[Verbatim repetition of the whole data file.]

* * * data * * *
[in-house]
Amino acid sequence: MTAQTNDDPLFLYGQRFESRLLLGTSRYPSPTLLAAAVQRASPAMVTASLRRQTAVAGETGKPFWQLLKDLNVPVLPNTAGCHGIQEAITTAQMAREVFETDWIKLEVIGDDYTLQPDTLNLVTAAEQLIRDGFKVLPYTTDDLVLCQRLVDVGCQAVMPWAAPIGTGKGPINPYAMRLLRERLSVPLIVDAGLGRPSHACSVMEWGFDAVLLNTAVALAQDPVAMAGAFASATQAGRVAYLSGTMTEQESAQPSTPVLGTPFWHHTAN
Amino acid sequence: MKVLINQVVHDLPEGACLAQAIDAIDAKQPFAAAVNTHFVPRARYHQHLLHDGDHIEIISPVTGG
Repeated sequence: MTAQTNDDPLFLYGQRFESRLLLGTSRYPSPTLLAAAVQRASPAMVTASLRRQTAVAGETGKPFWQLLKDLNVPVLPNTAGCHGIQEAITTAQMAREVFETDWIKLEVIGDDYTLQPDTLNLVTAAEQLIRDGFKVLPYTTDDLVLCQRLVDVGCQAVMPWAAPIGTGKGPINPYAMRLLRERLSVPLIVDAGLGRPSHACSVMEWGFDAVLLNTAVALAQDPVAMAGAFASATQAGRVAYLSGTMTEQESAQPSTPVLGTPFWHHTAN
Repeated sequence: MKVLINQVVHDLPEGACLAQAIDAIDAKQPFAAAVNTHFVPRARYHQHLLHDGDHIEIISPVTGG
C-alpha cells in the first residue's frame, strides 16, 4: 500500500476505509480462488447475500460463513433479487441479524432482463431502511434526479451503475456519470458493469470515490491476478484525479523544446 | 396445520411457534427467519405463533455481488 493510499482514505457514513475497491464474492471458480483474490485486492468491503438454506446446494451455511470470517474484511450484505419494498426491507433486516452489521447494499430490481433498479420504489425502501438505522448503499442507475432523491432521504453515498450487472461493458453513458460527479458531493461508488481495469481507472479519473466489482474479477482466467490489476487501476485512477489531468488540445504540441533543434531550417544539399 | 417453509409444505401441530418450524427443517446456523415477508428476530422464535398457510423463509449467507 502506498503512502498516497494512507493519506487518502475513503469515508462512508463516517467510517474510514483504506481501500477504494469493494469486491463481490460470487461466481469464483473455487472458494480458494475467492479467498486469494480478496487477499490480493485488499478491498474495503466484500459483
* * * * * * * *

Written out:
[in-house]
Amino acid sequence: MTAQTNDDPLFLYGQRFESRLLLGTSRYPSPTLLAAAVQRASPAMVTASLRRQTAVAGETGKPFWQLLKDLNVPVLPNTAGCHGIQEAITTAQMAREVFETDWIKLEVIGDDYTLQPDTLNLVTAAEQLIRDGFKVLPYTTDDLVLCQRLVDVGCQAVMPWAAPIGTGKGPINPYAMRLLRERLSVPLIVDAGLGRPSHACSVMEWGFDAVLLNTAVALAQDPVAMAGAFASATQAGRVAYLSGTMTEQESAQPSTPVLGTPFWHHTAN
Amino acid sequence: MKVLINQVVHDLPEGACLAQAIDAIDAKQPFAAAVNTHFVPRARYHQHLLHDGDHIEIISPVTGG
Repeated sequence: MTAQTNDDPLFLYGQRFESRLLLGTSRYPSPTLLAAAVQRASPAMVTASLRRQTAVAGETGKPFWQLLKDLNVPVLPNTAGCHGIQEAITTAQMAREVFETDWIKLEVIGDDYTLQPDTLNLVTAAEQLIRDGFKVLPYTTDDLVLCQRLVDVGCQAVMPWAAPIGTGKGPINPYAMRLLRERLSVPLIVDAGLGRPSHACSVMEWGFDAVLLNTAVALAQDPVAMAGAFASATQAGRVAYLSGTMTEQESAQPSTPVLGTPFWHHTAN
Repeated sequence: MKVLINQVVHDLPEGACLAQAIDAIDAKQPFAAAVNTHFVPRARYHQHLLHDGDHIEIISPVTGG
C-alpha cells in the first residue's frame, strides 16, 4: 500500500476505509480462488447475500460463513433479487441479524432482463431502511434526479451503475456519470458493469470515490491476478484525479523544446 | 396445520411457534427467519405463533455481488 493510499482514505457514513475497491464474492471458480483474490485486492468491503438454506446446494451455511470470517474484511450484505419494498426491507433486516452489521447494499430490481433498479420504489425502501438505522448503499442507475432523491432521504453515498450487472461493458453513458460527479458531493461508488481495469481507472479519473466489482474479477482466467490489476487501476485512477489531468488540445504540441533543434531550417544539399 | 417453509409444505401441530418450524427443517446456523415477508428476530422464535398457510423463509449467507 502506498503512502498516497494512507493519506487518502475513503469515508462512508463516517467510517474510514483504506481501500477504494469493494469486491463481490460470487461466481469464483473455487472458494480458494475467492479467498486469494480478496487477499490480493485488499478491498474495503466484500459483